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The Cambridge History of English and American Literature in 18 Volumes (1907–21).
Volume X. The Age of Johnson.

VI. Gray

§ 16. Visit to the Lake country

This business over, Gray went with Wharton towards the English Lakes, but his companion fell ill at Brough, and Gray pursued his journey alone. The fruit of it was a journal which he sent from time to time to Wharton, and of which, with a Porsonian delight in his own beautiful handwriting, there is reason to believe that he made more than one copy. The journal was never published until after his death, and the public did not know till then how exactly he had surveyed the scenery. Wordsworth, if he knew, ignored the fact that a poet whom he habitually depreciated was, as a minute admirer of the views of nature, not less enthusiastic than his censor. The credit of discovering the Lakes belongs really to neither of these. It belongs to poor crazy Brown, the author of The Estimate, who wrote of a night scene near Keswick:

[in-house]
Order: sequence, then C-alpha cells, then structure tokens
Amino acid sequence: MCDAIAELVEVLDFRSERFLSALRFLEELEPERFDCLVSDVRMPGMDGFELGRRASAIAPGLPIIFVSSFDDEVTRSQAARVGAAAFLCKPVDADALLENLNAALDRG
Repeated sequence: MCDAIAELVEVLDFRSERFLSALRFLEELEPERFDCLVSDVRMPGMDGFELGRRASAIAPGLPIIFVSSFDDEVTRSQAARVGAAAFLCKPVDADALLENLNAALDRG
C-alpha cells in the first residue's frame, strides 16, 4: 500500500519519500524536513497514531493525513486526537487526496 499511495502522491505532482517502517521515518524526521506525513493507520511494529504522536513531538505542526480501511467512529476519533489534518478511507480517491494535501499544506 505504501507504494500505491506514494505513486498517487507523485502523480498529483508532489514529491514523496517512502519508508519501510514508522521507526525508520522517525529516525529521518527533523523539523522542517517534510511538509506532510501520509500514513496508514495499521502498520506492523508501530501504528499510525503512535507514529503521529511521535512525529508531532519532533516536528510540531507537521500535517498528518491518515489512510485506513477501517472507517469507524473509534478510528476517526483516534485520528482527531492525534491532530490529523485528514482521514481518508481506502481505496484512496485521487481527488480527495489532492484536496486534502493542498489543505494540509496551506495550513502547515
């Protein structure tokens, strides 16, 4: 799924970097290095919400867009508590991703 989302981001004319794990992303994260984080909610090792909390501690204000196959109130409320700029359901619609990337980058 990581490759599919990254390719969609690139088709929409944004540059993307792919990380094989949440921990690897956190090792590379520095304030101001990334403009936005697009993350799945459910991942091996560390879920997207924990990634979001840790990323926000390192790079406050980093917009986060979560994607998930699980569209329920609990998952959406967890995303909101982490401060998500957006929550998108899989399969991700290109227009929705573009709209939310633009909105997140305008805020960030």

• Nor voice, nor sound broke on the deep serene;
  • But the soft murmur of soft-gushing rills
  • (Unheard till now, and now scarce heard), etc.
  • The whole of Gray’s journal is precious, abounding in description, facts of natural history, historical detail, antique records, experiences gained with a persistent effort, very creditable to one generally very nervous and timid, but careless of fatigue and risk in his fascinating quest.